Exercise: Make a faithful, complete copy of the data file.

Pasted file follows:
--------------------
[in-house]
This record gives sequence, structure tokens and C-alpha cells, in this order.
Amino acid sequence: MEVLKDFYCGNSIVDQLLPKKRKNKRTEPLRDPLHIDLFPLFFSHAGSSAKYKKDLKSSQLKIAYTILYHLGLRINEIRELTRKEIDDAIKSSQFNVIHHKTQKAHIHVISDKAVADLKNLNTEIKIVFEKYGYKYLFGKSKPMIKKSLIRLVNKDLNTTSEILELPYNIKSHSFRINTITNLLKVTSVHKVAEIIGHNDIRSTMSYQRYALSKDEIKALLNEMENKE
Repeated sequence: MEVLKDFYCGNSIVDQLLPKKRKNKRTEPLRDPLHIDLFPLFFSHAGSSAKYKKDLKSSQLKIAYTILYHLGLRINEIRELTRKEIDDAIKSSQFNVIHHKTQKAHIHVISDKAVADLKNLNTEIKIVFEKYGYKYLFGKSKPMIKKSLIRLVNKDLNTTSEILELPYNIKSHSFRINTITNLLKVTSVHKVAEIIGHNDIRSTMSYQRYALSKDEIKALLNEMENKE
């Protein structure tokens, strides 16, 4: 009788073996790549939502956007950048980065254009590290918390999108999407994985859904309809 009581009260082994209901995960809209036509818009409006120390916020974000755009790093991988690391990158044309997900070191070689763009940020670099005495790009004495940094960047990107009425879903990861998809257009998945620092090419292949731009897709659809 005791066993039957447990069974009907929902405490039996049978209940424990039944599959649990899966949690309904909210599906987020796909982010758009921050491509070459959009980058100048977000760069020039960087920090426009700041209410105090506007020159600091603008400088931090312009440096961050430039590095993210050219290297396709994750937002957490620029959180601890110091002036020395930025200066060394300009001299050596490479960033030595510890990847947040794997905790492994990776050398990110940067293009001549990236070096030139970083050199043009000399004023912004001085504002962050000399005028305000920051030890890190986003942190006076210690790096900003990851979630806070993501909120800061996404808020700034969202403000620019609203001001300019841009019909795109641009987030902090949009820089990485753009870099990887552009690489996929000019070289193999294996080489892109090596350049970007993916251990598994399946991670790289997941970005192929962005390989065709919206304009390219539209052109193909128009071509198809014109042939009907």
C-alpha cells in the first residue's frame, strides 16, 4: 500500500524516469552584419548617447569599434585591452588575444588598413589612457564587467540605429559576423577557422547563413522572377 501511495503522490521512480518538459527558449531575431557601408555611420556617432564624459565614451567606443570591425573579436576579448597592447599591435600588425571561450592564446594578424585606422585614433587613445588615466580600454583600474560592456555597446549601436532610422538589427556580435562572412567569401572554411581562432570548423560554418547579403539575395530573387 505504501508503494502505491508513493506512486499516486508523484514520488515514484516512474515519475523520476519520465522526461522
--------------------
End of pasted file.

[in-house]
This record gives sequence, structure tokens and C-alpha cells, in this order.
Amino acid sequence: MEVLKDFYCGNSIVDQLLPKKRKNKRTEPLRDPLHIDLFPLFFSHAGSSAKYKKDLKSSQLKIAYTILYHLGLRINEIRELTRKEIDDAIKSSQFNVIHHKTQKAHIHVISDKAVADLKNLNTEIKIVFEKYGYKYLFGKSKPMIKKSLIRLVNKDLNTTSEILELPYNIKSHSFRINTITNLLKVTSVHKVAEIIGHNDIRSTMSYQRYALSKDEIKALLNEMENKE
Repeated sequence: MEVLKDFYCGNSIVDQLLPKKRKNKRTEPLRDPLHIDLFPLFFSHAGSSAKYKKDLKSSQLKIAYTILYHLGLRINEIRELTRKEIDDAIKSSQFNVIHHKTQKAHIHVISDKAVADLKNLNTEIKIVFEKYGYKYLFGKSKPMIKKSLIRLVNKDLNTTSEILELPYNIKSHSFRINTITNLLKVTSVHKVAEIIGHNDIRSTMSYQRYALSKDEIKALLNEMENKE
């Protein structure tokens, strides 16, 4: 009788073996790549939502956007950048980065254009590290918390999108999407994985859904309809 009581009260082994209901995960809209036509818009409006120390916020974000755009790093991988690391990158044309997900070191070689763009940020670099005495790009004495940094960047990107009425879903990861998809257009998945620092090419292949731009897709659809 005791066993039957447990069974009907929902405490039996049978209940424990039944599959649990899966949690309904909210599906987020796909982010758009921050491509070459959009980058100048977000760069020039960087920090426009700041209410105090506007020159600091603008400088931090312009440096961050430039590095993210050219290297396709994750937002957490620029959180601890110091002036020395930025200066060394300009001299050596490479960033030595510890990847947040794997905790492994990776050398990110940067293009001549990236070096030139970083050199043009000399004023912004001085504002962050000399005028305000920051030890890190986003942190006076210690790096900003990851979630806070993501909120800061996404808020700034969202403000620019609203001001300019841009019909795109641009987030902090949009820089990485753009870099990887552009690489996929000019070289193999294996080489892109090596350049970007993916251990598994399946991670790289997941970005192929962005390989065709919206304009390219539209052109193909128009071509198809014109042939009907």
C-alpha cells in the first residue's frame, strides 16, 4: 500500500524516469552584419548617447569599434585591452588575444588598413589612457564587467540605429559576423577557422547563413522572377 501511495503522490521512480518538459527558449531575431557601408555611420556617432564624459565614451567606443570591425573579436576579448597592447599591435600588425571561450592564446594578424585606422585614433587613445588615466580600454583600474560592456555597446549601436532610422538589427556580435562572412567569401572554411581562432570548423560554418547579403539575395530573387 505504501508503494502505491508513493506512486499516486508523484514520488515514484516512474515519475523520476519520465522526461522